-Report by Sejal Jethva
ZAFAR BADYARI VS. SANDEEP SINGH, in this matter, the appellant/defendant seeks to challenge the decision made by the learned, Tis Hazari Courts, Delhi, according to Order 43 Rule 1 read with Section 104 CPC.
The respondent/plaintiff had brought the underlying lawsuit, CS No.461/2021, following Order 37 CPC, to collect possession, licence fees, and damages of Rs.13,30,000. It was said in the lawsuit that the suit property, a shop on the ground level (apart from the mezzanine floor), had been licenced to the appellant for 11 months at a rate of Rs. 1,33,000 per month, minus additional costs. The dishonoured checks that the appellant had given to the respondent to cover the arrears were the basis for the lawsuit. The contested order states that on September 17, 2021, the appellant received summonses in the suit and was deemed to have been served. Due to the appellant’s refusal to present and/or submit a leave to defend under Rules 3 and 5 of Order 37 CPC, respectively, the trial court issued the ex-parte decree by using Rule 6 of Order 37. A finding of respondent serving of process had been made by the Trial Court.
Rather than using Order 37 Rule 4 as provided for in the CPC, an application was submitted for the setting aside of the ex-parte decree under Order 9 Rule 13 of the CPC. The impugned order makes it clear that the trial court did not suffer any harm as a result of this misunderstanding and treated the case exactly as if it had been submitted in accordance with Order 37 Rule 4 and made identical decisions as such. The appellant did not establish “exceptional circumstances,” as the trial court noted in the impugned ruling, and this suggests that the trial court decided the application in accordance with Rule 4 of Order 37 and not Order 9 and Rule 13.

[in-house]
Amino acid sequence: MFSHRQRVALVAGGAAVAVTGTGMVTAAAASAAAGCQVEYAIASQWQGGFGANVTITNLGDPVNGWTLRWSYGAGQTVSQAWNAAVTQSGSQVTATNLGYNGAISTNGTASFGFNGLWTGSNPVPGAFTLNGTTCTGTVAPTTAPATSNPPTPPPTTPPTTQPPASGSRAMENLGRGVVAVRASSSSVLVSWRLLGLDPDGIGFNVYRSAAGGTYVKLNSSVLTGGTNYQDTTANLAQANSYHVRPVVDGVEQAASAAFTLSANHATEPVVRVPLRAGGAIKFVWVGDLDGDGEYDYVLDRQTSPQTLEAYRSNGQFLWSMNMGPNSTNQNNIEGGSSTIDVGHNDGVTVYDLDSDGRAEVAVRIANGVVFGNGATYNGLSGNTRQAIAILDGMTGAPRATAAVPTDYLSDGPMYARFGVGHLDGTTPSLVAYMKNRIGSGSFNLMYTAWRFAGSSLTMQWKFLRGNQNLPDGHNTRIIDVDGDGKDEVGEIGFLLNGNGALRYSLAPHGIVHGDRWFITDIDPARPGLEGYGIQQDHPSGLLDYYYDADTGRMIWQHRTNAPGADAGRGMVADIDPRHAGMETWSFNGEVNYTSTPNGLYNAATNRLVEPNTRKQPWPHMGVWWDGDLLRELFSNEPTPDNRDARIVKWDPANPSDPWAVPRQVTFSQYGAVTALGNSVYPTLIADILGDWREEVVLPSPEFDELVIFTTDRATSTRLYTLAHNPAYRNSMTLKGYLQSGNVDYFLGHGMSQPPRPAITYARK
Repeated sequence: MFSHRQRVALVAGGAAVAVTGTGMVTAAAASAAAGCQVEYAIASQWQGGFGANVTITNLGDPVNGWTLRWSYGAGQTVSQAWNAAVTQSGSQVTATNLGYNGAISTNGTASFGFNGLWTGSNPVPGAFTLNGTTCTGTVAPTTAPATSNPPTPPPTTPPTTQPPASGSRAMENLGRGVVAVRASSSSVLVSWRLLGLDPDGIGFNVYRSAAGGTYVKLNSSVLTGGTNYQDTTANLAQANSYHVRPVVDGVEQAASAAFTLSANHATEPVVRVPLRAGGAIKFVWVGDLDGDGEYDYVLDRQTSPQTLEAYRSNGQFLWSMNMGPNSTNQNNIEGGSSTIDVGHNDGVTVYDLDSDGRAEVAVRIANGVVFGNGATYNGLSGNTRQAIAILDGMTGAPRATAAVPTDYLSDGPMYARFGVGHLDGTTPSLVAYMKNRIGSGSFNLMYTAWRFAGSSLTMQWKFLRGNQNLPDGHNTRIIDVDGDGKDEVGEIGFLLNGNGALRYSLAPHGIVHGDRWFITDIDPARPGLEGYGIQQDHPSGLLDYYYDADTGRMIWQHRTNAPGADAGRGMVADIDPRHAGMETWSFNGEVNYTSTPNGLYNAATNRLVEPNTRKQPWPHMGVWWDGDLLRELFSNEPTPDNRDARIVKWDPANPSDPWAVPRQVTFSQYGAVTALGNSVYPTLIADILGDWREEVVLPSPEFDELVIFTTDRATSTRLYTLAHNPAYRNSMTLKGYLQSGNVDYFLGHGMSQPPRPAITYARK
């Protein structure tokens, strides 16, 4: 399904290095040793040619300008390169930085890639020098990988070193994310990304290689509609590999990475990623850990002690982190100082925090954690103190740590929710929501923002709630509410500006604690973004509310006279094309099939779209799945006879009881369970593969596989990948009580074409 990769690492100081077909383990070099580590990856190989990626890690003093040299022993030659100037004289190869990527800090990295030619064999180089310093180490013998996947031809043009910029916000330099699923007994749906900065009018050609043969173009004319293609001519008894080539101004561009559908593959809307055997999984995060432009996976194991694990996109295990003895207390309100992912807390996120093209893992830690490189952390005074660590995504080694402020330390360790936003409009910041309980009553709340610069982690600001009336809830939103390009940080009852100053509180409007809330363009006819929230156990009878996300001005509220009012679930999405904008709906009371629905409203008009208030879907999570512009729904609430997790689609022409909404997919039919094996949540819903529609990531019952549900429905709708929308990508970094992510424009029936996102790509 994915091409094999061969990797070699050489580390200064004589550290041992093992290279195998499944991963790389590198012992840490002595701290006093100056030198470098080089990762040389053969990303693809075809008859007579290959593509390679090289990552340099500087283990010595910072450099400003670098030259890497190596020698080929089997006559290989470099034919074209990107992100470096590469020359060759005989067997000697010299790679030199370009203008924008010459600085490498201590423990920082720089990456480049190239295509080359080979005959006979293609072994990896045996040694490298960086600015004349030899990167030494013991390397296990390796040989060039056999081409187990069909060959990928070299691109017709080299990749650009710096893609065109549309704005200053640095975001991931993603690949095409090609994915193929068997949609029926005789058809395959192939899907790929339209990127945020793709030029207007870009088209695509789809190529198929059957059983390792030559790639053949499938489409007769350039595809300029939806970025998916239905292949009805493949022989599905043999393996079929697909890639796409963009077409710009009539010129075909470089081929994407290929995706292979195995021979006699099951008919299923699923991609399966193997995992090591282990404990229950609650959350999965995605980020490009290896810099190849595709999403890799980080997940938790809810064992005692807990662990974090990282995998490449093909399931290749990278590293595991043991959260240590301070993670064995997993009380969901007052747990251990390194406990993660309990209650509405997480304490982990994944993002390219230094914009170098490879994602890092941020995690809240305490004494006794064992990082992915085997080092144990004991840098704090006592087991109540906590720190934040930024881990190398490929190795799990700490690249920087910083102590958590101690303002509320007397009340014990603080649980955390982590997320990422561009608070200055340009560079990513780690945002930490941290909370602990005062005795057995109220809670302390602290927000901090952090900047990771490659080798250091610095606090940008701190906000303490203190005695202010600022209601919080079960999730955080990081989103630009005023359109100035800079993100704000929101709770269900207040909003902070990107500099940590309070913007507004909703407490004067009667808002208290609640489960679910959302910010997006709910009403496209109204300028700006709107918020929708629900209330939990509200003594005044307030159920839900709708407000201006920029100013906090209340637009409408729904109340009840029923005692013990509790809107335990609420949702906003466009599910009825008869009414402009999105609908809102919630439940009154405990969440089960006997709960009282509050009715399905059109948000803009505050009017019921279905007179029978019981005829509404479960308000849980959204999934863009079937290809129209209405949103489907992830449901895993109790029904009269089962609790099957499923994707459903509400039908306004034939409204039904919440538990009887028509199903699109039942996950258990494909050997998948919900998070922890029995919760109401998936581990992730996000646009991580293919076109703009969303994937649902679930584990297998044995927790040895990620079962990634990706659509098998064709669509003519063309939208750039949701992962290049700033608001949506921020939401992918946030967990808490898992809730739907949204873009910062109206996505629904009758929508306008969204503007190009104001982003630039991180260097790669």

The appellant attempted to make arguments regarding the case’s merits, but given that the maintainability of the case has been questioned, this Court will first address the maintainability problem because the merits of the case are not currently a factor that should be taken into account. The learned counsel for the appellant was unable to cite any CPC provisions under which the appeal would fall, but he argued that because the two provisions, which essentially deal with the court’s ability to overturn an ex-parte decree, are similar, the appeal may be deemed to be maintainable against the Order 37 Rule 4 order because it is maintainable against an Order 9 Rule 13 order.
The respondent’s knowledgeable attorney, Mr. Aaditya Vijay Kumar, raised a preliminary challenge to the appeal’s maintainability. He claimed that because the contested ruling was issued in accordance with Order 37 Rule 4 CPC, it is not subject to appeal under Order 43 Rule 1 CPC.
1. In order to speed up the resolution of commercial lawsuits, Order 37 CPC relates to the summary trial method. After being served, a defendant is obligated under sub-rule 2 to appear in court; otherwise, the averments in the plaint are deemed conceded, and the plaintiff is entitled to a decree. Within ten days of receiving the summons, the defendant must appear in court and submit a memo of appearance. The plaintiff must serve the defendant with a summons for judgment upon the defendant’s attendance, and the defendant must submit an application for leave to defend the action within ten days of receiving the summons. The Court then decides whether to grant unconditional leave to defend, conditional leave to defend with the conditions it may deem appropriate, or dismiss the leave to defend and pronounce the lawsuit.
2. A challenge to the order issued in accordance with CPC Order 37 Rule 4 is not admissible under Order 43 Rule 1. As a result, the appeal is denied and the respondent’s initial objection is upheld. The appellant is free to look for a legal remedy if one is available. It is made clear that this Court has not addressed the arguments made by either party about the case’s merits.
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